An elderly gentleman is sent to the emergency department by his primary care physician. He complains of dark intraoral lesions that he has noticed appearing and disappearing over the past 2-3 days. He also complains of generalized weakness and dark, foul-smelling stools.
What is the diagnosis?
Idiopathic Thrombocytopenic Purpura (ITP)
The patient was diagnosed with ITP, likely related to an underlying (and previously unknown) pulmonary malignancy. Further skin exam revealed diffuse petechiae covering the lower extremities. His platelet count was 5 x 10^9/L and he was found to have acute blood loss anemia because of an ongoing upper GI bleed.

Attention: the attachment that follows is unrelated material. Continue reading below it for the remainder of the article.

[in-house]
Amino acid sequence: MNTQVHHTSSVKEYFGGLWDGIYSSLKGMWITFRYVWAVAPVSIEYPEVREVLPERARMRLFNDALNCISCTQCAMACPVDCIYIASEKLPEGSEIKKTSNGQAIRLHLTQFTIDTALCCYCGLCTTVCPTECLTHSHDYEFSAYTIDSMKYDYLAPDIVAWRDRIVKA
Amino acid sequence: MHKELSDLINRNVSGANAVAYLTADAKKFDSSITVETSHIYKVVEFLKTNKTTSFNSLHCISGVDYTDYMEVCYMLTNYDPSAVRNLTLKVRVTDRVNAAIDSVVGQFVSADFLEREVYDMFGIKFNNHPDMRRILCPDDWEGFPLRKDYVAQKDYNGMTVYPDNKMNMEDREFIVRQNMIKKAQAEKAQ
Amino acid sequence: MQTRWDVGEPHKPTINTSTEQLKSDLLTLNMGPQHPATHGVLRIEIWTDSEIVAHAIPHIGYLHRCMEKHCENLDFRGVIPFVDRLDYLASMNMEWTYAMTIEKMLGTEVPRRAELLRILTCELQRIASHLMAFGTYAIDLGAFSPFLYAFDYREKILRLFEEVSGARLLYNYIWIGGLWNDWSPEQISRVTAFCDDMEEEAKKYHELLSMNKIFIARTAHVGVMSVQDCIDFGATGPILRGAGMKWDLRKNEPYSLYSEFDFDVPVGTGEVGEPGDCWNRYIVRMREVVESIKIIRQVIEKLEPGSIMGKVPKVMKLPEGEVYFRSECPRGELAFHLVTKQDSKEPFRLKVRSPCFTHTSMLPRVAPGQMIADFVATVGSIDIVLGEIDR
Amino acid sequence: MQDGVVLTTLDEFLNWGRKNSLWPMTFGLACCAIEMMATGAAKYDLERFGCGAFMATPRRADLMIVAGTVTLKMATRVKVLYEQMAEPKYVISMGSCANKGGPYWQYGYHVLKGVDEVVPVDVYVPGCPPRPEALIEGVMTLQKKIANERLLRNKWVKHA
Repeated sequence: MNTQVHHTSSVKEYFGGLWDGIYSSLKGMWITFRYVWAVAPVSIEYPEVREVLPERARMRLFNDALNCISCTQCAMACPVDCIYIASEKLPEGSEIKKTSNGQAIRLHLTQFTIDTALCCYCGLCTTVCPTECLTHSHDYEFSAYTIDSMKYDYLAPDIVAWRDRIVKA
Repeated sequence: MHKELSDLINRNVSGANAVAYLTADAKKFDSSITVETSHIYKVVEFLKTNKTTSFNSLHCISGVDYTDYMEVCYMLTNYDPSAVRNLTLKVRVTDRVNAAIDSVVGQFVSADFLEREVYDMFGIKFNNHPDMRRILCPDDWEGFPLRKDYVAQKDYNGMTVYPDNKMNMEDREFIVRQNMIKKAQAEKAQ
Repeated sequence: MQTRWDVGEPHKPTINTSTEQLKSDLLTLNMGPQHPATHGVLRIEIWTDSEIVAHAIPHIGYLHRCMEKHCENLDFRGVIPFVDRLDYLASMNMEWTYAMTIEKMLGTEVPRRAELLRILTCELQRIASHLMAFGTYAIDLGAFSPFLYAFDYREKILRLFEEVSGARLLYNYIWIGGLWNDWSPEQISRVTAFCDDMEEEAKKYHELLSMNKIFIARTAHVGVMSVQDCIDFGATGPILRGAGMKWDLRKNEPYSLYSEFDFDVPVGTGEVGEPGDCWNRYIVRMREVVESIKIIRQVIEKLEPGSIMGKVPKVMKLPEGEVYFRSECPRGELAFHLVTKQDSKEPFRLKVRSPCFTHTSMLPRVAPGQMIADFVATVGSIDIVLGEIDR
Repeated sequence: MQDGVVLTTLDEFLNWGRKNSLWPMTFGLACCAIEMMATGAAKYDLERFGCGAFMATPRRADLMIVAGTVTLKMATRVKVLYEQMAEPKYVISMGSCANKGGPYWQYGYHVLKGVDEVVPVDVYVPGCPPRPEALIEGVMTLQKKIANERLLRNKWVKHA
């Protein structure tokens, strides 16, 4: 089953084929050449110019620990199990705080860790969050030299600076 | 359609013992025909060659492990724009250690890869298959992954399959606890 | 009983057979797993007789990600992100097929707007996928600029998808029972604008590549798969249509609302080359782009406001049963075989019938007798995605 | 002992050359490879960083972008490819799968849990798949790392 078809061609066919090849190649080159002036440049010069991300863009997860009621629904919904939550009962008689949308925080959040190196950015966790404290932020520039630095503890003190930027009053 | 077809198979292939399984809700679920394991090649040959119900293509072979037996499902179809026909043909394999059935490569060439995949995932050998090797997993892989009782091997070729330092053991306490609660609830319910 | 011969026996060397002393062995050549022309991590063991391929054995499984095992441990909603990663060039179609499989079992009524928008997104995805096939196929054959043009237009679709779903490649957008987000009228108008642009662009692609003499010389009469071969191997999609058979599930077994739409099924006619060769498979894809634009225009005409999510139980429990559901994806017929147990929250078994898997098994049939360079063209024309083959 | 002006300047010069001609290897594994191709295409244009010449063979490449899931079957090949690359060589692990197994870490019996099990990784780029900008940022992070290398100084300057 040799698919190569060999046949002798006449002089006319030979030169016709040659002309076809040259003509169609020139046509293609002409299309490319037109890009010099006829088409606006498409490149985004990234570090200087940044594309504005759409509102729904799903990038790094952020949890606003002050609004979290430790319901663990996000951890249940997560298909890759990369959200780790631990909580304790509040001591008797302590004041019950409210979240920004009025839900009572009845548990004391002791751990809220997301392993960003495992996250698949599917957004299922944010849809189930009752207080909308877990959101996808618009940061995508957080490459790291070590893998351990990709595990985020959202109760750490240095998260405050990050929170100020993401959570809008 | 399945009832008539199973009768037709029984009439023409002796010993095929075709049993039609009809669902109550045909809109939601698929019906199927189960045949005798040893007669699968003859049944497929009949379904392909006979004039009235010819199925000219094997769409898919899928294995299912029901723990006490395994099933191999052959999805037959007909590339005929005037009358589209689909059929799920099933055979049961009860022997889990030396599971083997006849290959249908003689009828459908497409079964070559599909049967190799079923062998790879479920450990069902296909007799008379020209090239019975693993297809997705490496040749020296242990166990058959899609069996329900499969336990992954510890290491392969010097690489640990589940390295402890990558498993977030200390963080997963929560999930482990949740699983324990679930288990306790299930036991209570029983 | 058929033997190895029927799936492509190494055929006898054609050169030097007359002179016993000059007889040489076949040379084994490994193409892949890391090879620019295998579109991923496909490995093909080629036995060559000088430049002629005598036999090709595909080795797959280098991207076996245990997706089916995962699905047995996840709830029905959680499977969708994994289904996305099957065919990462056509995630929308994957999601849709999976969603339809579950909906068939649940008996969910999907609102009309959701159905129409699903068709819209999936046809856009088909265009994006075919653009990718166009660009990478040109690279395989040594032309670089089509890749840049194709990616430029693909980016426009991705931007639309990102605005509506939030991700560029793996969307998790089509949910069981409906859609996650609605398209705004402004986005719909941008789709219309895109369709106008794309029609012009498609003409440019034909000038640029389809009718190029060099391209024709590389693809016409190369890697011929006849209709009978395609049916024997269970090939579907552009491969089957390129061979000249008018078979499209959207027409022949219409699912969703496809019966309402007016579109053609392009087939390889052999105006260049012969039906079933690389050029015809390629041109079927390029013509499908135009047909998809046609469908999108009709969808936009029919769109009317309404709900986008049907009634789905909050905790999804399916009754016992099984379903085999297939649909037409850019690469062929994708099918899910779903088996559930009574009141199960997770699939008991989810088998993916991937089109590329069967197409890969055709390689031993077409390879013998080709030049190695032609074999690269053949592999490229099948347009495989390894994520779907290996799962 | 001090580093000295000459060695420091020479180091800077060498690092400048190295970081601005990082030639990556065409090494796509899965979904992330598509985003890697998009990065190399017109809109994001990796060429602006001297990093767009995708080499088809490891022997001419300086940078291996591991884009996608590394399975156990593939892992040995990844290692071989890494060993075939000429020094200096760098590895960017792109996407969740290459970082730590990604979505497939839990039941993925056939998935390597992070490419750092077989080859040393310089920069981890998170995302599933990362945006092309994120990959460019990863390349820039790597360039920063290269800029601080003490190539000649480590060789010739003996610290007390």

The intra-oral purpuric lesion seen in this patient (at right) is most commonly known as “wet purpura” (also known as hemorrhagic bullae). Hemorrhagic bullae are a clinical exam finding associated with ITP. While “dry-purpura” such as bruising and petechiae are indicative of low or dysfunctional platelets, wet purpura has clinical significance in that the patient is actively bleeding. Patients with wet purpura are at serious risk for life-threatening hemorrhage in the gastrointestinal tract or the brain. First line treatment for ITP is steroids. However, if the patient is actively bleeding, the recommended treatment is platelet transfusion together with IVIG administration to prolong circulating platelet half-life.